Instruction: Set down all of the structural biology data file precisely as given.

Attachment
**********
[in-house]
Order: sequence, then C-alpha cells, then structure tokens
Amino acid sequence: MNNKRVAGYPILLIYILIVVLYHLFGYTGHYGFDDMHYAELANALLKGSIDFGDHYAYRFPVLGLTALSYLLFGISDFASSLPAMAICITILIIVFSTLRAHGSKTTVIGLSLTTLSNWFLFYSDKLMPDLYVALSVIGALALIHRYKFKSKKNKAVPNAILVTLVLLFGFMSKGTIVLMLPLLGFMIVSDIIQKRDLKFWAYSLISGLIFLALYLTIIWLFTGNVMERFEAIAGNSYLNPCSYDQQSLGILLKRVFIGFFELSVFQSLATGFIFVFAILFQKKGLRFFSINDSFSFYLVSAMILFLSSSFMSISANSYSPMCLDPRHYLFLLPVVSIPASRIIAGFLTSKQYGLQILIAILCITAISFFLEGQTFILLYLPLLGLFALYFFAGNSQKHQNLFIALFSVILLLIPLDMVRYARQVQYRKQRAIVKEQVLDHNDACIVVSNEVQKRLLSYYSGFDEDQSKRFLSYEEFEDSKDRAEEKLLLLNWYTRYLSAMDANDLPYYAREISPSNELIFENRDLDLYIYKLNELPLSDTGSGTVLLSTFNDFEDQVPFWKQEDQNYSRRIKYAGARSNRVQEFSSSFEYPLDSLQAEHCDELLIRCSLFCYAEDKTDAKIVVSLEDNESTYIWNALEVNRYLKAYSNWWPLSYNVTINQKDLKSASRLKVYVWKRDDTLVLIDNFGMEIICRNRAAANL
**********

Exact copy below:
[in-house]
Order: sequence, then C-alpha cells, then structure tokens
Amino acid sequence: MNNKRVAGYPILLIYILIVVLYHLFGYTGHYGFDDMHYAELANALLKGSIDFGDHYAYRFPVLGLTALSYLLFGISDFASSLPAMAICITILIIVFSTLRAHGSKTTVIGLSLTTLSNWFLFYSDKLMPDLYVALSVIGALALIHRYKFKSKKNKAVPNAILVTLVLLFGFMSKGTIVLMLPLLGFMIVSDIIQKRDLKFWAYSLISGLIFLALYLTIIWLFTGNVMERFEAIAGNSYLNPCSYDQQSLGILLKRVFIGFFELSVFQSLATGFIFVFAILFQKKGLRFFSINDSFSFYLVSAMILFLSSSFMSISANSYSPMCLDPRHYLFLLPVVSIPASRIIAGFLTSKQYGLQILIAILCITAISFFLEGQTFILLYLPLLGLFALYFFAGNSQKHQNLFIALFSVILLLIPLDMVRYARQVQYRKQRAIVKEQVLDHNDACIVVSNEVQKRLLSYYSGFDEDQSKRFLSYEEFEDSKDRAEEKLLLLNWYTRYLSAMDANDLPYYAREISPSNELIFENRDLDLYIYKLNELPLSDTGSGTVLLSTFNDFEDQVPFWKQEDQNYSRRIKYAGARSNRVQEFSSSFEYPLDSLQAEHCDELLIRCSLFCYAEDKTDAKIVVSLEDNESTYIWNALEVNRYLKAYSNWWPLSYNVTINQKDLKSASRLKVYVWKRDDTLVLIDNFGMEIICRNRAAANL